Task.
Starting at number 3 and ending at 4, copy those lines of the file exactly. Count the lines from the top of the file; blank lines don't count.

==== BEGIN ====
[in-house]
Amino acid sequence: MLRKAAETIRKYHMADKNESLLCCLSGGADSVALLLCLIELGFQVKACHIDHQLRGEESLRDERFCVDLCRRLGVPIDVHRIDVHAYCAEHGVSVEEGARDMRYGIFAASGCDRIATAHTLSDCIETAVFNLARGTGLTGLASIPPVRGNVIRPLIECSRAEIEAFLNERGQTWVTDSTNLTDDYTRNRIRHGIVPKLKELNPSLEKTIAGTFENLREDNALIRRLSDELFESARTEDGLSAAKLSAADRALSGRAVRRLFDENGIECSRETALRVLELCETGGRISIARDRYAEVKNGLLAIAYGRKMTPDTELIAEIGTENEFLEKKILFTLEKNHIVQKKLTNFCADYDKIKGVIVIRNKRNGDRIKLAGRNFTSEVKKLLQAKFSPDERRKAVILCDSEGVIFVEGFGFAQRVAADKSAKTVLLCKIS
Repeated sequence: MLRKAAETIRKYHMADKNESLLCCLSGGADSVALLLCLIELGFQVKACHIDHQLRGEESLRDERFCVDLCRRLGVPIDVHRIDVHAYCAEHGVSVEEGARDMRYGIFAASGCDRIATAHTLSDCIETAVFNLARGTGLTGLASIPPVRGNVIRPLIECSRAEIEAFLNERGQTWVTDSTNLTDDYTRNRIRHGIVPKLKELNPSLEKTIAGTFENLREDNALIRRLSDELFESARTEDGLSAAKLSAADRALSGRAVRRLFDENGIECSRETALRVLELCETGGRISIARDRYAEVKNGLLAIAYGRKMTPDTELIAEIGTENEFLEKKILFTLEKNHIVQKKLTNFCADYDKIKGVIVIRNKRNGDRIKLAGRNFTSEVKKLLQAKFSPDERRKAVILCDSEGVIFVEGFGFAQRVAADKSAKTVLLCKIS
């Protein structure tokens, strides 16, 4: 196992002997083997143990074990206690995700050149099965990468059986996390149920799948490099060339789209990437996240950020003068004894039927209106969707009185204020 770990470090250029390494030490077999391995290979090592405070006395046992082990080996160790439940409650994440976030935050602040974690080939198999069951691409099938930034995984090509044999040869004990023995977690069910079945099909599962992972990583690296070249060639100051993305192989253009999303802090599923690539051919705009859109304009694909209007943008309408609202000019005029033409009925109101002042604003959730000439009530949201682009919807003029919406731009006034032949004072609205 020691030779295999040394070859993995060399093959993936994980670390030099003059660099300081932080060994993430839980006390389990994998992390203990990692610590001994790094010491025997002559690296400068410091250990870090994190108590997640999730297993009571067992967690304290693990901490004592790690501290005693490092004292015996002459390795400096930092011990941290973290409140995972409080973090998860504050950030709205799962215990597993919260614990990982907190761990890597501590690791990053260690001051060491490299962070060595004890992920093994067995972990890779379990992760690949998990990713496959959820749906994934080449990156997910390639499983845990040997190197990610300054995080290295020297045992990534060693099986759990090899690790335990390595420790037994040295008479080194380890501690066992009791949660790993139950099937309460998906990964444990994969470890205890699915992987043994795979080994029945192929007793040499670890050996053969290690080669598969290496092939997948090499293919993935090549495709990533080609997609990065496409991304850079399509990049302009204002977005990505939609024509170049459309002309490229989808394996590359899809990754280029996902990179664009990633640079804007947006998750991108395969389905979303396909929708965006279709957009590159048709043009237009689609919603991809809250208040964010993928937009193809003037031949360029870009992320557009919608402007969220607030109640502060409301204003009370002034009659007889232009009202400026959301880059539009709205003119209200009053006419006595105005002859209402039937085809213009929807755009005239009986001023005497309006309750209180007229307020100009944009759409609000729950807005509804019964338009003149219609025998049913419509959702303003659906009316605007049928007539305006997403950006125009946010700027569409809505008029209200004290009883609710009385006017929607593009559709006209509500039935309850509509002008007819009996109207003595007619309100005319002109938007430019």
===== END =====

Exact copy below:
Repeated sequence: MLRKAAETIRKYHMADKNESLLCCLSGGADSVALLLCLIELGFQVKACHIDHQLRGEESLRDERFCVDLCRRLGVPIDVHRIDVHAYCAEHGVSVEEGARDMRYGIFAASGCDRIATAHTLSDCIETAVFNLARGTGLTGLASIPPVRGNVIRPLIECSRAEIEAFLNERGQTWVTDSTNLTDDYTRNRIRHGIVPKLKELNPSLEKTIAGTFENLREDNALIRRLSDELFESARTEDGLSAAKLSAADRALSGRAVRRLFDENGIECSRETALRVLELCETGGRISIARDRYAEVKNGLLAIAYGRKMTPDTELIAEIGTENEFLEKKILFTLEKNHIVQKKLTNFCADYDKIKGVIVIRNKRNGDRIKLAGRNFTSEVKKLLQAKFSPDERRKAVILCDSEGVIFVEGFGFAQRVAADKSAKTVLLCKIS
């Protein structure tokens, strides 16, 4: 196992002997083997143990074990206690995700050149099965990468059986996390149920799948490099060339789209990437996240950020003068004894039927209106969707009185204020 770990470090250029390494030490077999391995290979090592405070006395046992082990080996160790439940409650994440976030935050602040974690080939198999069951691409099938930034995984090509044999040869004990023995977690069910079945099909599962992972990583690296070249060639100051993305192989253009999303802090599923690539051919705009859109304009694909209007943008309408609202000019005029033409009925109101002042604003959730000439009530949201682009919807003029919406731009006034032949004072609205 020691030779295999040394070859993995060399093959993936994980670390030099003059660099300081932080060994993430839980006390389990994998992390203990990692610590001994790094010491025997002559690296400068410091250990870090994190108590997640999730297993009571067992967690304290693990901490004592790690501290005693490092004292015996002459390795400096930092011990941290973290409140995972409080973090998860504050950030709205799962215990597993919260614990990982907190761990890597501590690791990053260690001051060491490299962070060595004890992920093994067995972990890779379990992760690949998990990713496959959820749906994934080449990156997910390639499983845990040997190197990610300054995080290295020297045992990534060693099986759990090899690790335990390595420790037994040295008479080194380890501690066992009791949660790993139950099937309460998906990964444990994969470890205890699915992987043994795979080994029945192929007793040499670890050996053969290690080669598969290496092939997948090499293919993935090549495709990533080609997609990065496409991304850079399509990049302009204002977005990505939609024509170049459309002309490229989808394996590359899809990754280029996902990179664009990633640079804007947006998750991108395969389905979303396909929708965006279709957009590159048709043009237009689609919603991809809250208040964010993928937009193809003037031949360029870009992320557009919608402007969220607030109640502060409301204003009370002034009659007889232009009202400026959301880059539009709205003119209200009053006419006595105005002859209402039937085809213009929807755009005239009986001023005497309006309750209180007229307020100009944009759409609000729950807005509804019964338009003149219609025998049913419509959702303003659906009316605007049928007539305006997403950006125009946010700027569409809505008029209200004290009883609710009385006017929607593009559709006209509500039935309850509509002008007819009996109207003595007619309100005319002109938007430019």